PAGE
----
© Copyright Policy
Related In: Results  -  Collection

License
Show All Figures
getmorefigures.php?uid=PMC4476658&req=5

pone.0129332.g004: Maps of entrepreneurship rates and the interaction between human capital, industry diversity, and entrepreneurial culture of GB regions (N = 375).(A) Fig 4A (left): Entrepreneurship rate in GB regions. (B) Fig 4B (middle): Interaction groups between human capital and entrepreneurial culture in GB regions. (C) Fig 4C (right): Interaction groups between industry diversity and entrepreneurial culture in GB regions. Fig 4B should be interpreted as follows: Both variables, human capital and the entrepreneurial culture were splitted at the median. Regions in bright have below median values in human capital and the entrepreneurial culture. Regions in light blue are above median in either human capital or the entrepreneurial culture. Regions in dark blue have above the median values in human capital and entrepreneurial culture. Fig 4C is interpreted in the same way as Fig 4B while interaction groups are created for the variables industry diversity and entrepreneurial culture. The shapefile underlying these maps was kindly provided ONS Geography. It contains Ordnance Survey data: Crown copyright and database right 2015.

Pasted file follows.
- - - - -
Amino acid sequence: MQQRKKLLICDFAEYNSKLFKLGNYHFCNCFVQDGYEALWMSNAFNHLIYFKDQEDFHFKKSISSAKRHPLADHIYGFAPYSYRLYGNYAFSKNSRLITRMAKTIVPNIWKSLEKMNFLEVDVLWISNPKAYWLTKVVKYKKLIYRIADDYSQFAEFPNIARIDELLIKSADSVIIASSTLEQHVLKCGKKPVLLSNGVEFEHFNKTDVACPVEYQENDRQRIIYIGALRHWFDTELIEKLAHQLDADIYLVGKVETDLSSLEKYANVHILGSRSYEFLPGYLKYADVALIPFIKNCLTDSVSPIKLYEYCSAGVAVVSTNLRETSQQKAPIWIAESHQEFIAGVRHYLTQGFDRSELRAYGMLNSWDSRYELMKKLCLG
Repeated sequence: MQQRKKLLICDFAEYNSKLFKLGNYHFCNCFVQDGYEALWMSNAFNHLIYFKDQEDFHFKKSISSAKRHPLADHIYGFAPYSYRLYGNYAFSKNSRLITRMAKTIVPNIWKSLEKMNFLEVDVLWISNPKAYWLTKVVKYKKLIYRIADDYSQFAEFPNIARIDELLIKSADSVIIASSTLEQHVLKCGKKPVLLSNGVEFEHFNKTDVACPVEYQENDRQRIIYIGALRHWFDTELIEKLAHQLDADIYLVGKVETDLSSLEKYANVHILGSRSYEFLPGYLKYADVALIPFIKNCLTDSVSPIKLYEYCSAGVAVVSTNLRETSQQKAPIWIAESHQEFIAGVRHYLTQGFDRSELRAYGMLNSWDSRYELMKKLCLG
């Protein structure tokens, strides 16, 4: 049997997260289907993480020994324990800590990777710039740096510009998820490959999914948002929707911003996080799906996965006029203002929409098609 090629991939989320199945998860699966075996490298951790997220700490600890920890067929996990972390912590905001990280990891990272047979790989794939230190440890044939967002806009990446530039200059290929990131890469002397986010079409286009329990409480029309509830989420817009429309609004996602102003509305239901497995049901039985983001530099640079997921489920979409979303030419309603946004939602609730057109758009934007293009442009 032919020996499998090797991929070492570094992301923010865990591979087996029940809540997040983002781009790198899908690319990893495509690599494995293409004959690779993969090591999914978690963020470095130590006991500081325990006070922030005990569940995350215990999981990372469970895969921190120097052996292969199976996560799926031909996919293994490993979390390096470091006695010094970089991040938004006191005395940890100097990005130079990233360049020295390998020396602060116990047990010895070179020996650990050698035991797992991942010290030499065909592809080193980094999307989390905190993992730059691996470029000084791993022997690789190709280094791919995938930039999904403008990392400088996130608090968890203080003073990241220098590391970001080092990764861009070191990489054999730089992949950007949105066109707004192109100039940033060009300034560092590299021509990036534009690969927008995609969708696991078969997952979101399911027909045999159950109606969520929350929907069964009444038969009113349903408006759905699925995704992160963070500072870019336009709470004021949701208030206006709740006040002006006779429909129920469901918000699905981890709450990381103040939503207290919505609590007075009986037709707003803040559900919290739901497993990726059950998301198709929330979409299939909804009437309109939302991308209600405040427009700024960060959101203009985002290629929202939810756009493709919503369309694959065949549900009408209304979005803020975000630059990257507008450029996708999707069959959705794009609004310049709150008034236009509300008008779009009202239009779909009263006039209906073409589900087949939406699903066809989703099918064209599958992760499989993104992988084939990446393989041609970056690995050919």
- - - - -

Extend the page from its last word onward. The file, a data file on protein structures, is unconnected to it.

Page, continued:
Mentions: Fig 3 (US) and 4 (GB) compare maps of the entrepreneurship rates (Figs 3A and 4A), of the interaction between human capital and entrepreneurial culture (Figs 3B and 4B), and of the interaction between industry diversity and entrepreneurial culture (Figs 3C and 4C). In both countries regions with a high/high pattern (high knowledge and high entrepreneurial culture) enjoy comparatively higher entrepreneurship rates. In the US these are regions in Florida, along the Pacific Coast and the Rocky Mountain Regions. The wealthiest region in the US, San Jose–home of Silicon Valley, not only exhibits relatively high entrepreneurship rates but also high levels in both knowledge (human capital, industry diversity) and entrepreneurial culture. In GB the picture is somewhat more nuanced, but London and regions in the South East stand out. In contrast, regions in the US and GB with a combination of low knowledge and a low entrepreneurial culture exhibit low entrepreneurship rates (e.g., many regions in the South and Midwest regions in the US and many regions in Wales, Scotland and the East of England).